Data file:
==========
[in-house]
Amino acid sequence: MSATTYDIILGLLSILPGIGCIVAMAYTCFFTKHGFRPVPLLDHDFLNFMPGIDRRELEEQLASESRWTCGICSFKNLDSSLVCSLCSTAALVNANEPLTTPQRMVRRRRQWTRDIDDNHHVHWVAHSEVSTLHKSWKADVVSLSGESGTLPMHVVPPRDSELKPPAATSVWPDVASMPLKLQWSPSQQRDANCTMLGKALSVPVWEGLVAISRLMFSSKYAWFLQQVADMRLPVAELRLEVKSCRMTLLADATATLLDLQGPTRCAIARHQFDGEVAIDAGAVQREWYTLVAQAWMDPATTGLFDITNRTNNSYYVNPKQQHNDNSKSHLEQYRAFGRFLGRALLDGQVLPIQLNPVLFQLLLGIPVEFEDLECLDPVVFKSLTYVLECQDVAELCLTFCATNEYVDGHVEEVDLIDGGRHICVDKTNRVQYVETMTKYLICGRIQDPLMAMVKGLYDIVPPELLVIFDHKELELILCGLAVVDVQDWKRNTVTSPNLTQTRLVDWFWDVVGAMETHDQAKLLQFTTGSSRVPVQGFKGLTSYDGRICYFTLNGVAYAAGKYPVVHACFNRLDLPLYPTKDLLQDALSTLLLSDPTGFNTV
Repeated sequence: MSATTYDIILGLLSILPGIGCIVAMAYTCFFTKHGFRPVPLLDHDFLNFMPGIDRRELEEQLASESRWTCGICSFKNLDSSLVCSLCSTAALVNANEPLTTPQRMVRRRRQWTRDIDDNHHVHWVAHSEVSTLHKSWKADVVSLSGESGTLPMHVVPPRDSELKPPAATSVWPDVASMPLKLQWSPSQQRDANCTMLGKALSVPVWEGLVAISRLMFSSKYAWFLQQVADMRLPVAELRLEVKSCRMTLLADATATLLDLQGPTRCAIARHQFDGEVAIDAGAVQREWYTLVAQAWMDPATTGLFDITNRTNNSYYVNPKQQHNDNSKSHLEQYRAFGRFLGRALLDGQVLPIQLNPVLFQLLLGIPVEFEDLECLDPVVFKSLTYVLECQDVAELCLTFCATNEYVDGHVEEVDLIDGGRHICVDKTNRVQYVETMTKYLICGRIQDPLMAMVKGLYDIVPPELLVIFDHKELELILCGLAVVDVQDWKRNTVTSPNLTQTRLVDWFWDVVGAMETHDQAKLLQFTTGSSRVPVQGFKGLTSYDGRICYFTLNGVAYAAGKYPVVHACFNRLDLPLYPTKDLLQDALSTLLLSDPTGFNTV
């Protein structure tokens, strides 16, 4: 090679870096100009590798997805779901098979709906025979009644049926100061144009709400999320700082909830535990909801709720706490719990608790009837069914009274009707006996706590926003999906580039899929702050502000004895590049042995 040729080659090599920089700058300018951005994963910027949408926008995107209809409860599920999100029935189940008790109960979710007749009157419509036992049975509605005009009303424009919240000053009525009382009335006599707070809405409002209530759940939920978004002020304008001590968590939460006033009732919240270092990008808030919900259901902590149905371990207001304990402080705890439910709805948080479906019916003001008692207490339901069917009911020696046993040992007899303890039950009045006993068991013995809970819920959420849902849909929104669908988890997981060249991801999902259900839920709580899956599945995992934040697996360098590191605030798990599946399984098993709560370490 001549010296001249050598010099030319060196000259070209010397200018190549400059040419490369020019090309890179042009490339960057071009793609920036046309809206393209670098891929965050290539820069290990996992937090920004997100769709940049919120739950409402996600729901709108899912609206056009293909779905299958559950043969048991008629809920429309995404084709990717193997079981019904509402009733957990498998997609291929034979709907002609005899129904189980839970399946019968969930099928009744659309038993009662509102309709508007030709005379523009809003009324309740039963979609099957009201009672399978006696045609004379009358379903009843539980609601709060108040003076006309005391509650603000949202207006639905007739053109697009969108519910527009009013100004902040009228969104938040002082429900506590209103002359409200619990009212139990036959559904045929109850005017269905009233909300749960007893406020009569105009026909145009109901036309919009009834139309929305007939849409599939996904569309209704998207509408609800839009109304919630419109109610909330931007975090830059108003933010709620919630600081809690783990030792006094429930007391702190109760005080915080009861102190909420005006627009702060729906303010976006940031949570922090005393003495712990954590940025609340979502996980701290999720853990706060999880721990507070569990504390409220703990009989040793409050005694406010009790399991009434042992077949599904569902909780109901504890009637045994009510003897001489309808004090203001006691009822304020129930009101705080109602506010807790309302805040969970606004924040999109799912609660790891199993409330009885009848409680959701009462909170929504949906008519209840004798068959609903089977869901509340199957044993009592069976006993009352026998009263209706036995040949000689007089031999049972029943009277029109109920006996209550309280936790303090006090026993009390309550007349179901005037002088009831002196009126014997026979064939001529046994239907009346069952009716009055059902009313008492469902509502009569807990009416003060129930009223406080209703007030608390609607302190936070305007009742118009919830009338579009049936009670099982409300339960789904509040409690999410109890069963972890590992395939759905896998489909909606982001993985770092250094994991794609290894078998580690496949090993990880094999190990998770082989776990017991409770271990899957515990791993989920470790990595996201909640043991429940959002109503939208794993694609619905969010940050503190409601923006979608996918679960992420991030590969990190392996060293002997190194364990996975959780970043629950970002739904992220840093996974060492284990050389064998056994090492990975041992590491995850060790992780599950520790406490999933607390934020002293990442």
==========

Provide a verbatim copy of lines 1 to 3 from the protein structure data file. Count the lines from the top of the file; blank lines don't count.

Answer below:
[in-house]
Amino acid sequence: MSATTYDIILGLLSILPGIGCIVAMAYTCFFTKHGFRPVPLLDHDFLNFMPGIDRRELEEQLASESRWTCGICSFKNLDSSLVCSLCSTAALVNANEPLTTPQRMVRRRRQWTRDIDDNHHVHWVAHSEVSTLHKSWKADVVSLSGESGTLPMHVVPPRDSELKPPAATSVWPDVASMPLKLQWSPSQQRDANCTMLGKALSVPVWEGLVAISRLMFSSKYAWFLQQVADMRLPVAELRLEVKSCRMTLLADATATLLDLQGPTRCAIARHQFDGEVAIDAGAVQREWYTLVAQAWMDPATTGLFDITNRTNNSYYVNPKQQHNDNSKSHLEQYRAFGRFLGRALLDGQVLPIQLNPVLFQLLLGIPVEFEDLECLDPVVFKSLTYVLECQDVAELCLTFCATNEYVDGHVEEVDLIDGGRHICVDKTNRVQYVETMTKYLICGRIQDPLMAMVKGLYDIVPPELLVIFDHKELELILCGLAVVDVQDWKRNTVTSPNLTQTRLVDWFWDVVGAMETHDQAKLLQFTTGSSRVPVQGFKGLTSYDGRICYFTLNGVAYAAGKYPVVHACFNRLDLPLYPTKDLLQDALSTLLLSDPTGFNTV
Repeated sequence: MSATTYDIILGLLSILPGIGCIVAMAYTCFFTKHGFRPVPLLDHDFLNFMPGIDRRELEEQLASESRWTCGICSFKNLDSSLVCSLCSTAALVNANEPLTTPQRMVRRRRQWTRDIDDNHHVHWVAHSEVSTLHKSWKADVVSLSGESGTLPMHVVPPRDSELKPPAATSVWPDVASMPLKLQWSPSQQRDANCTMLGKALSVPVWEGLVAISRLMFSSKYAWFLQQVADMRLPVAELRLEVKSCRMTLLADATATLLDLQGPTRCAIARHQFDGEVAIDAGAVQREWYTLVAQAWMDPATTGLFDITNRTNNSYYVNPKQQHNDNSKSHLEQYRAFGRFLGRALLDGQVLPIQLNPVLFQLLLGIPVEFEDLECLDPVVFKSLTYVLECQDVAELCLTFCATNEYVDGHVEEVDLIDGGRHICVDKTNRVQYVETMTKYLICGRIQDPLMAMVKGLYDIVPPELLVIFDHKELELILCGLAVVDVQDWKRNTVTSPNLTQTRLVDWFWDVVGAMETHDQAKLLQFTTGSSRVPVQGFKGLTSYDGRICYFTLNGVAYAAGKYPVVHACFNRLDLPLYPTKDLLQDALSTLLLSDPTGFNTV